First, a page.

When I initially read the Strauss-Howe generational theory, so much of how and why our world is the way it is became clearer to me. In the United States we are obviously in a winter season. Institutional mistrust is very high, racial tensions flare (after being largely dormant for a while), and politics is more resembling a circus than an efficient machine to meet the needs of the people.

This series of articles will describe the dangers and opportunities of facing a winter season as a young adult. I can relate to these insights because I myself (a Millennial man) am braving this winter as a young adult. As a young adult, one would like to be advancing in their career, starting a family, and building wealth. Of course, all of these tasks would be best suited for a Spring season, but all of us (if we live long enough) will have all four seasons, so there is no basis for complaint. Bad break? Perhaps, but we must make the best of it.

Dangers

Of course winter is when very few things grow. This is true in a metaphorical sense of our current situation. Our health, relationships, wealth, and economic prospects are uniformly bleak. In a brighter season, we would still feel the effects of mental health crises, but nothing like what we have now. Record numbers of young adults feel mental and emotional despair. A financial crisis, divisive politics, and a pandemic have made our hopes for the future dim. It is no wonder that many young adults are feeling anxious and depressed. When we should be starting families and building wealth, we are more focused on surviving.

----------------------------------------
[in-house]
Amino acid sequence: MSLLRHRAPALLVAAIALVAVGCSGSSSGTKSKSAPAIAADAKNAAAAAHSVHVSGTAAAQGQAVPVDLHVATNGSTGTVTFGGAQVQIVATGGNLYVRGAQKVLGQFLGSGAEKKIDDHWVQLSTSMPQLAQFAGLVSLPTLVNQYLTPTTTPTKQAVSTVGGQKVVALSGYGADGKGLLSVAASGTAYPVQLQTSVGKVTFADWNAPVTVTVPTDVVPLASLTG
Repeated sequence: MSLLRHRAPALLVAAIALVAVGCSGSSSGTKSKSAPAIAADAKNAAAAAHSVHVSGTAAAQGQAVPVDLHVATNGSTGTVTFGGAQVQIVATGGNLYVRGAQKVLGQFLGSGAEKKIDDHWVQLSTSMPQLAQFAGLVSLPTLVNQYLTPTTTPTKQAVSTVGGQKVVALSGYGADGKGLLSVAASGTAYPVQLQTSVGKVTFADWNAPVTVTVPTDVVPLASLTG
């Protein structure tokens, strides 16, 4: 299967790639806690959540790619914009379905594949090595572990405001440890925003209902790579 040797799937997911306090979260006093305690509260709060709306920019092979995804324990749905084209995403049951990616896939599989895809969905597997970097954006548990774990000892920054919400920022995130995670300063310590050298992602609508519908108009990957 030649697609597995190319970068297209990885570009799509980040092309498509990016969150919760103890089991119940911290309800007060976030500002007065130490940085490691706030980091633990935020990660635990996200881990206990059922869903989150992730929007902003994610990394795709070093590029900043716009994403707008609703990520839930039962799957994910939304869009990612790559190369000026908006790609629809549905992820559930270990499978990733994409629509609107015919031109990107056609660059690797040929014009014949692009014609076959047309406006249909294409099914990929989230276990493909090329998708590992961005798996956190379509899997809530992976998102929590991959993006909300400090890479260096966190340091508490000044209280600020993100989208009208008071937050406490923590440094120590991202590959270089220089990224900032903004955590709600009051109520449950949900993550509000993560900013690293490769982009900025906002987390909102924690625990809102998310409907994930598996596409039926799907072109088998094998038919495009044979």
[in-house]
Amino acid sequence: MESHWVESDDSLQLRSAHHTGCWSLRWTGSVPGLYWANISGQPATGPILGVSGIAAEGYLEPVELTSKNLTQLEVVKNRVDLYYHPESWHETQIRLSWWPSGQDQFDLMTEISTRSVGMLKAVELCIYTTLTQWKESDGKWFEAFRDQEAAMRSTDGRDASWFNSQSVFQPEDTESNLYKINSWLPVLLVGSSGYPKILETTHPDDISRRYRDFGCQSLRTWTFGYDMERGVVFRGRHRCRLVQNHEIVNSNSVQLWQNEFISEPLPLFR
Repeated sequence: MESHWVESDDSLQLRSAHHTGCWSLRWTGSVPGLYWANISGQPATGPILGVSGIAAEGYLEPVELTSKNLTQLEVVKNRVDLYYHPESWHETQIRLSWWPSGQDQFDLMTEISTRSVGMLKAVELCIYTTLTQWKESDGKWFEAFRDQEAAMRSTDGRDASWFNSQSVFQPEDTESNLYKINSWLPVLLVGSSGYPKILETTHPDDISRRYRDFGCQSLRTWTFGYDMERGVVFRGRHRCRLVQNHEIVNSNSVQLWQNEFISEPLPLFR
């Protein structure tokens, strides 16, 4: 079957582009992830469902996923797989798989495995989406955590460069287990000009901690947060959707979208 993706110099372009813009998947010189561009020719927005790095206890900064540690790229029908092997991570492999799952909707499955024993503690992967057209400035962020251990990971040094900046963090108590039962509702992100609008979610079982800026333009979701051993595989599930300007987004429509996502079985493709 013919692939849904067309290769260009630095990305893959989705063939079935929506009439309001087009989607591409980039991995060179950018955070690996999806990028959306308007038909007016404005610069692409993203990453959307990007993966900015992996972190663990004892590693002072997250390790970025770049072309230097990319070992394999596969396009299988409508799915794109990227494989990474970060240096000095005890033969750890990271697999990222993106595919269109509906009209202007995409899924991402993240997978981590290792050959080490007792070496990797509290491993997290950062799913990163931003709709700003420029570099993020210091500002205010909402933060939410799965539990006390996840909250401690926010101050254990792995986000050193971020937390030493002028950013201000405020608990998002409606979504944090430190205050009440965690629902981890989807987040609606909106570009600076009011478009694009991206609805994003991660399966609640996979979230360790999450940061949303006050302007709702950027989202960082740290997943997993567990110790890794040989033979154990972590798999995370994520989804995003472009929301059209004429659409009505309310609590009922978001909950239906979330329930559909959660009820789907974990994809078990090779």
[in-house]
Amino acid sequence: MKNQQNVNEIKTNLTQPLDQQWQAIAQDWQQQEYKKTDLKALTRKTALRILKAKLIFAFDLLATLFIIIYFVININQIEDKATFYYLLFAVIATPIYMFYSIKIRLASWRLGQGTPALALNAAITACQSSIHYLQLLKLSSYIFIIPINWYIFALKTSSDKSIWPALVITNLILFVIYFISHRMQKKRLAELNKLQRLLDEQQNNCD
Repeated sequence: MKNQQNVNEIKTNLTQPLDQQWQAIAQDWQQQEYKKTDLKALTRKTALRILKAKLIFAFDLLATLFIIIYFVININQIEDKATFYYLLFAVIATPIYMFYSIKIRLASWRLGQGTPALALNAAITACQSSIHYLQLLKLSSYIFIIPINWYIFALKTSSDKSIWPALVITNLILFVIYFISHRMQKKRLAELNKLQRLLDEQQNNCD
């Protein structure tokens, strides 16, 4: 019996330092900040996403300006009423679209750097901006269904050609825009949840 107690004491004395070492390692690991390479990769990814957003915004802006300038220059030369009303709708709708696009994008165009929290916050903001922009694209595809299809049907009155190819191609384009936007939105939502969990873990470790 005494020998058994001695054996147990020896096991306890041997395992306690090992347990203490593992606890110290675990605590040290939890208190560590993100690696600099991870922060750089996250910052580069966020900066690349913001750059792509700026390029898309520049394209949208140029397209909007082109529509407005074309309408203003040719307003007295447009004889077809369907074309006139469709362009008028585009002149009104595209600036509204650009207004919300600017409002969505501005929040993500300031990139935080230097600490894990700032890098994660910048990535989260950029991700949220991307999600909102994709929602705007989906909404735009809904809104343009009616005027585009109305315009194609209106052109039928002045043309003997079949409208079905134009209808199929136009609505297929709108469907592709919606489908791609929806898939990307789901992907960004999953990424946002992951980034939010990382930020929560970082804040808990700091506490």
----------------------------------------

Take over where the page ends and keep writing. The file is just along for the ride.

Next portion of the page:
Intersexual dynamics have also shifted out of our favor. Due to the divorce boom circa 1980 many young adults have grown up in broken homes, never intimately interacting with a functional male-female relationship. Women have been taught that they should pursue their careers (which is fine), but now feel the pressure of starting a family. Men are receiving messages that they are potentially toxic and need to watch themselves. As with all things in winter, starting a family seems very hard.

Perhaps most talked about is the effect of this winter season on wealth creation. The Great Recession and Coronavirus pandemic tamped down Millennials’ earning potential and income disproportionately. Job losses are also disproportionately effecting Millennials. Record numbers of young adults are actually moving back home at a time when they should be buying homes. No generation since the GI Generation had to endure such bleak financial prospects in the young adult phase of their lives.

Understanding the Seasons

I write a lot about the seasons in my blog. After reading The Seasons of Life by Jim Rohn, I began to have much more perspective about what was happening in our world and specifically the united States.